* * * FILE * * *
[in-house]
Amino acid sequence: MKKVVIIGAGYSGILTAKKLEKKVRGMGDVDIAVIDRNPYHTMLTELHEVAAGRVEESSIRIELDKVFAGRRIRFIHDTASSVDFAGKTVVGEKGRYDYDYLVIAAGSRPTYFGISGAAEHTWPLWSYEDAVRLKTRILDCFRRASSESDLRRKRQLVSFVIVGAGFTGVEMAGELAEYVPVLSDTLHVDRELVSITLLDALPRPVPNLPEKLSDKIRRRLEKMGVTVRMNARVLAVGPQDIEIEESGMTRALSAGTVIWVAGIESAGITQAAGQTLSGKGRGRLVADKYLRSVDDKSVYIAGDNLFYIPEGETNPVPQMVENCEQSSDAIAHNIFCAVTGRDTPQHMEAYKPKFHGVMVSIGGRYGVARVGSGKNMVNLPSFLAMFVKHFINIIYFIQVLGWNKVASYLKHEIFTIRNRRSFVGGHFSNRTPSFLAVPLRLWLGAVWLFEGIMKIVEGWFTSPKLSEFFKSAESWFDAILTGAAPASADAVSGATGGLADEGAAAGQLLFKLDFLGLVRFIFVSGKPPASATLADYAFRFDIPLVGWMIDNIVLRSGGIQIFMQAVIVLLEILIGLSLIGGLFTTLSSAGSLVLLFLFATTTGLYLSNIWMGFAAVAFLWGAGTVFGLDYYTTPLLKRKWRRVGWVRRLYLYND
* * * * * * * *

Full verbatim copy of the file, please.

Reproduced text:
[in-house]
Amino acid sequence: MKKVVIIGAGYSGILTAKKLEKKVRGMGDVDIAVIDRNPYHTMLTELHEVAAGRVEESSIRIELDKVFAGRRIRFIHDTASSVDFAGKTVVGEKGRYDYDYLVIAAGSRPTYFGISGAAEHTWPLWSYEDAVRLKTRILDCFRRASSESDLRRKRQLVSFVIVGAGFTGVEMAGELAEYVPVLSDTLHVDRELVSITLLDALPRPVPNLPEKLSDKIRRRLEKMGVTVRMNARVLAVGPQDIEIEESGMTRALSAGTVIWVAGIESAGITQAAGQTLSGKGRGRLVADKYLRSVDDKSVYIAGDNLFYIPEGETNPVPQMVENCEQSSDAIAHNIFCAVTGRDTPQHMEAYKPKFHGVMVSIGGRYGVARVGSGKNMVNLPSFLAMFVKHFINIIYFIQVLGWNKVASYLKHEIFTIRNRRSFVGGHFSNRTPSFLAVPLRLWLGAVWLFEGIMKIVEGWFTSPKLSEFFKSAESWFDAILTGAAPASADAVSGATGGLADEGAAAGQLLFKLDFLGLVRFIFVSGKPPASATLADYAFRFDIPLVGWMIDNIVLRSGGIQIFMQAVIVLLEILIGLSLIGGLFTTLSSAGSLVLLFLFATTTGLYLSNIWMGFAAVAFLWGAGTVFGLDYYTTPLLKRKWRRVGWVRRLYLYND